I often get questions about the purpose and origin of mental health challenges. Are they part of divine design for our growth? Are they effects of choices made by others that afflict our development? Are they the natural, random outcome of living in a fallen world? In my experience, the answer to all three of these questions is “yes.”
Understanding the beginnings of such issues can bring insight. But ultimately, those who are affected are still left with the long, arduous journey of growth and change that transforms poor mental health into more effective functioning. I don’t believe there is a way around that process. Practically every good thing requires much hard work and years of consistent determination. Advanced education, good health, material wealth, strong relationships; they are all the effects of significant work. Even in the case of those who inherit great sums, someone had to earn that money at some point. Good things require great effort.
Those studying the Come, Follow Me curriculum recently read about the children of Israel creating and worshiping a golden calf. Moses had been called up to the mount to receive the law. He was also being taught of the tabernacle, which was their temple. Moses was learning about how to provide the Israelites with greater opportunities to become closer to God. However, he was gone for a long time. The children of Israel started to doubt.
How could something good come of such a long absence? Was Moses even coming back? They grew weary of waiting for God or His servant; they wanted to take matters into their own hands. They told Aaron, “Up, make us gods, which shall go before us; for as for this Moses, the man that brought us up out of the land of Egypt, we wot not what is become of him” (Exodus 32:1). It was only a short time prior they had promised to not serve strange gods or make graven images yet proceeded to break that promise. Because of their disobedience, the higher law was taken from them. They received the lower law to help them prepare for holier things. If they had exercised patience and faith, perhaps they would not have experienced this consequence.
At different times in life, we all find ourselves in similar situations. We pray for relief from difficulty, yet such relief does not come right away. Sometimes we bargain with Heavenly Father, promising obedience or sacrifice in exchange for a better circumstance. Our pleas seem to fall on deaf ears. We know our Father in Heaven loves us—that love is intense and never-ending. Indeed, that love was so significant that it enabled Him to make an almost incomprehensible sacrifice for us: “For God so loved the world, that he gave his only begotten Son, that whosoever believeth in him should not perish, but have everlasting life” (John 3:16). So why would such a loving Father make us wait for relief, or delay the blessing that we righteously desire? Scriptural examples help us understand.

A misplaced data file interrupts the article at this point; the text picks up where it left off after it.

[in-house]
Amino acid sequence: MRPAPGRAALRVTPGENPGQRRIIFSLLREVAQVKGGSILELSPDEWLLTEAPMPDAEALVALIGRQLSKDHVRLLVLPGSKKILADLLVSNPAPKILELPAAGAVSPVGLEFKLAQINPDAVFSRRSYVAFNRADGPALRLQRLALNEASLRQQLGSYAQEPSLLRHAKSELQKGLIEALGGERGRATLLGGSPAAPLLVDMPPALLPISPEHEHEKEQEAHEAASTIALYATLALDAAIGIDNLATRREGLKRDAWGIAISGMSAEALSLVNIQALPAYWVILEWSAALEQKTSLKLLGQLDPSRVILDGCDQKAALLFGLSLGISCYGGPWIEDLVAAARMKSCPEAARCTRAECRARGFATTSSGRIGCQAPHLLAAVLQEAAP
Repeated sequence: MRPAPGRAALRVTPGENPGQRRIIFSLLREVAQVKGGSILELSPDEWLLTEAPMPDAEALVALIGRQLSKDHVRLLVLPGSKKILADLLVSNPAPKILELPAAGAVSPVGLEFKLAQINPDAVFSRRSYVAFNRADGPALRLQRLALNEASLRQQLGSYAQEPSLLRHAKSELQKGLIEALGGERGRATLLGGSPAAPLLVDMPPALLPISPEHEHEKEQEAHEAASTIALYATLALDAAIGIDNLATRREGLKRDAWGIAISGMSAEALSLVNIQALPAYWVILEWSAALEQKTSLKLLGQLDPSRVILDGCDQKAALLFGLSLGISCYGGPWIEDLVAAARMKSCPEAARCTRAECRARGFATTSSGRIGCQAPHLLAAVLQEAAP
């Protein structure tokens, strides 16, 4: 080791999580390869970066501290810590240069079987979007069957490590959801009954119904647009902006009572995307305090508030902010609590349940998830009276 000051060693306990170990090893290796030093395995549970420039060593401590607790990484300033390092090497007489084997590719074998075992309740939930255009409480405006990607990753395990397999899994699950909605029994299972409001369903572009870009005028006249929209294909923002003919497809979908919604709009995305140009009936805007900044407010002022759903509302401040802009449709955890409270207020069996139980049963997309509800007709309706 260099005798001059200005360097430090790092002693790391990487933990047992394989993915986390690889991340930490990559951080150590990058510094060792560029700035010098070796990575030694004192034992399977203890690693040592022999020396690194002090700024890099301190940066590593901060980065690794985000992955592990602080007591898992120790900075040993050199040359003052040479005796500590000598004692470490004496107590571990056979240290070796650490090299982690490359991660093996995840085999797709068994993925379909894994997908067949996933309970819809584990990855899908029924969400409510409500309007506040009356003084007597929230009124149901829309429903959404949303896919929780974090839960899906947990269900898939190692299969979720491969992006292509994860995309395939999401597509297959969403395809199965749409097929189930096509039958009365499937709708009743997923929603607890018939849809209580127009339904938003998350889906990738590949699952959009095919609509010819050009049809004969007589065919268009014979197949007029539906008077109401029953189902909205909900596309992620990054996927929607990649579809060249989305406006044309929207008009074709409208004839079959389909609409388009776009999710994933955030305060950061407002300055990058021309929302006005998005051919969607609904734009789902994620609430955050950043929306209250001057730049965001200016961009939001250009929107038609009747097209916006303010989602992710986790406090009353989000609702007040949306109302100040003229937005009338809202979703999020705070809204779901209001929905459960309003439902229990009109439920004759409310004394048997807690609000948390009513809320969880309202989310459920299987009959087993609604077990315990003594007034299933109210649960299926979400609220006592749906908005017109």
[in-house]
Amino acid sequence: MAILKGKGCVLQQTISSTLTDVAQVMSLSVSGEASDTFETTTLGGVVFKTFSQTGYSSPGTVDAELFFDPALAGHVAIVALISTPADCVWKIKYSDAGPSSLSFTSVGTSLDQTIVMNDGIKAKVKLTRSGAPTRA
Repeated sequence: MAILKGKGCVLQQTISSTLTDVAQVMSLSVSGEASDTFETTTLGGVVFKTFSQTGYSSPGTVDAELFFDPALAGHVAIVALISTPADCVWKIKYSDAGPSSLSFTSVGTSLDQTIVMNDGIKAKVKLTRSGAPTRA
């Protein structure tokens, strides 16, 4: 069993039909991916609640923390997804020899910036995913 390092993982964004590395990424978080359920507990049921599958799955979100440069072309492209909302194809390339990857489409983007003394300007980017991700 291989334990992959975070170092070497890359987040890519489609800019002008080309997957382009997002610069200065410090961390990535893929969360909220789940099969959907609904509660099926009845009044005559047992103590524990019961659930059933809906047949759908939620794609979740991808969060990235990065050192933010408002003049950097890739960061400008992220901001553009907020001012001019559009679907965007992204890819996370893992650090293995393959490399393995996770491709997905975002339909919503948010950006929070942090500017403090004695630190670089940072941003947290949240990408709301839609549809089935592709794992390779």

“Now I Know of a Surety”
Shortly after Lehi and Sariah fled Jerusalem with their family, Lehi received revelation that Laman, Lemuel, Nephi, and Sam should return to retrieve the plates of brass. Much is known about the experiences of their foursome. Less is known about the experiences of Lehi and Sariah while their sons were gone. We know that Lehi’s life had been threatened in Jerusalem. Remaining there would have been dangerous for him and for those he loved. For Sariah, I expect the idea of her sons returning to that precarious setting was unappealing. A righteous mother’s love is significant and I’m certain she worried every moment between their departure and return.
We don’t know how long her sons were gone, but it was long enough for Sariah’s worry to turn to frustration and maybe even anger: “For she [Sariah] had supposed that we had perished in the wilderness; and she also had complained against my father, telling him that he was a visionary man; saying: Behold thou hast led us forth from the land of our inheritance, and my sons are no more, and we perish in the wilderness. And after this manner of language had my mother complained against my father” (1 Nephi 5:2-3).
I’m certain Sariah prayed for her sons’ safe return. But what happened when one day led to the next, her sons did not return, and her faith wavered? She supposed they were dead and began to doubt her husband’s mission. Yet her sons did return, restoring her faith and erasing her grief. What Sariah subsequently says is enlightening: “Now I know of a surety that the Lord hath commanded my husband to flee into the wilderness; yea, and I also know of a surety that the Lord hath protected my sons, and delivered them out of the hands of Laban, and given them power whereby they could accomplish the thing which the Lord hath commanded them” (1 Nephi 5:8; emphasis added).